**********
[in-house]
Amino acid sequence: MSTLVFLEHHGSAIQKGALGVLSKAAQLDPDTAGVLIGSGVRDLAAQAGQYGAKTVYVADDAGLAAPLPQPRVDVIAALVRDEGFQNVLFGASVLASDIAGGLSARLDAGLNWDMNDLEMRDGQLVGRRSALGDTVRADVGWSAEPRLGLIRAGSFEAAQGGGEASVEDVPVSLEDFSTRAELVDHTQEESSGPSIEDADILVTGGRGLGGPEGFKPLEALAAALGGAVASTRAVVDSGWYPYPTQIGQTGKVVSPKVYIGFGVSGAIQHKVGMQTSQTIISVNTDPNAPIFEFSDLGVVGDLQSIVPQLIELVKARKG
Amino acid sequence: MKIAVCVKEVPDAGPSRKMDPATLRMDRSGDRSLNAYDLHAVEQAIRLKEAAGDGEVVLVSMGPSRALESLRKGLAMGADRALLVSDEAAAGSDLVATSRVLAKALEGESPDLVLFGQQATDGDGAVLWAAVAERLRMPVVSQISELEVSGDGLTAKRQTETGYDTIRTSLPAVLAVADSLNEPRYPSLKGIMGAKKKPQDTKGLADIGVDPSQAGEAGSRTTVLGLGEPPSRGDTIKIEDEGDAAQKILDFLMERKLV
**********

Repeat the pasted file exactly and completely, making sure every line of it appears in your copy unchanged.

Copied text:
[in-house]
Amino acid sequence: MSTLVFLEHHGSAIQKGALGVLSKAAQLDPDTAGVLIGSGVRDLAAQAGQYGAKTVYVADDAGLAAPLPQPRVDVIAALVRDEGFQNVLFGASVLASDIAGGLSARLDAGLNWDMNDLEMRDGQLVGRRSALGDTVRADVGWSAEPRLGLIRAGSFEAAQGGGEASVEDVPVSLEDFSTRAELVDHTQEESSGPSIEDADILVTGGRGLGGPEGFKPLEALAAALGGAVASTRAVVDSGWYPYPTQIGQTGKVVSPKVYIGFGVSGAIQHKVGMQTSQTIISVNTDPNAPIFEFSDLGVVGDLQSIVPQLIELVKARKG
Amino acid sequence: MKIAVCVKEVPDAGPSRKMDPATLRMDRSGDRSLNAYDLHAVEQAIRLKEAAGDGEVVLVSMGPSRALESLRKGLAMGADRALLVSDEAAAGSDLVATSRVLAKALEGESPDLVLFGQQATDGDGAVLWAAVAERLRMPVVSQISELEVSGDGLTAKRQTETGYDTIRTSLPAVLAVADSLNEPRYPSLKGIMGAKKKPQDTKGLADIGVDPSQAGEAGSRTTVLGLGEPPSRGDTIKIEDEGDAAQKILDFLMERKLV